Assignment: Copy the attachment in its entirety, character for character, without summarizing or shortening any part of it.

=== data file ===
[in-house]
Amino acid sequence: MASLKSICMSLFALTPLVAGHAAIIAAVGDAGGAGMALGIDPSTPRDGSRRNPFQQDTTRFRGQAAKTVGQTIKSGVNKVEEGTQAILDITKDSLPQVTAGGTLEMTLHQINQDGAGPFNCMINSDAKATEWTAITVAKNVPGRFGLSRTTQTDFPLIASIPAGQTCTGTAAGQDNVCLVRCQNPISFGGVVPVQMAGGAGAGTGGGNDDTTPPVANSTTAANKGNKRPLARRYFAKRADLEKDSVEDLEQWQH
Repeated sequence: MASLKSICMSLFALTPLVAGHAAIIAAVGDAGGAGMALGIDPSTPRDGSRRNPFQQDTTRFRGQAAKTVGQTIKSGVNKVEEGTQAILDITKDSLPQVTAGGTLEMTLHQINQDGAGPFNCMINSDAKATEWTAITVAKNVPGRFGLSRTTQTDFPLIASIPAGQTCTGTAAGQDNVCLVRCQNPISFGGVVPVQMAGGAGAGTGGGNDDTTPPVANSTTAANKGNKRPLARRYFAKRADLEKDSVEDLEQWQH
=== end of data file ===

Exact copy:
[in-house]
Amino acid sequence: MASLKSICMSLFALTPLVAGHAAIIAAVGDAGGAGMALGIDPSTPRDGSRRNPFQQDTTRFRGQAAKTVGQTIKSGVNKVEEGTQAILDITKDSLPQVTAGGTLEMTLHQINQDGAGPFNCMINSDAKATEWTAITVAKNVPGRFGLSRTTQTDFPLIASIPAGQTCTGTAAGQDNVCLVRCQNPISFGGVVPVQMAGGAGAGTGGGNDDTTPPVANSTTAANKGNKRPLARRYFAKRADLEKDSVEDLEQWQH
Repeated sequence: MASLKSICMSLFALTPLVAGHAAIIAAVGDAGGAGMALGIDPSTPRDGSRRNPFQQDTTRFRGQAAKTVGQTIKSGVNKVEEGTQAILDITKDSLPQVTAGGTLEMTLHQINQDGAGPFNCMINSDAKATEWTAITVAKNVPGRFGLSRTTQTDFPLIASIPAGQTCTGTAAGQDNVCLVRCQNPISFGGVVPVQMAGGAGAGTGGGNDDTTPPVANSTTAANKGNKRPLARRYFAKRADLEKDSVEDLEQWQH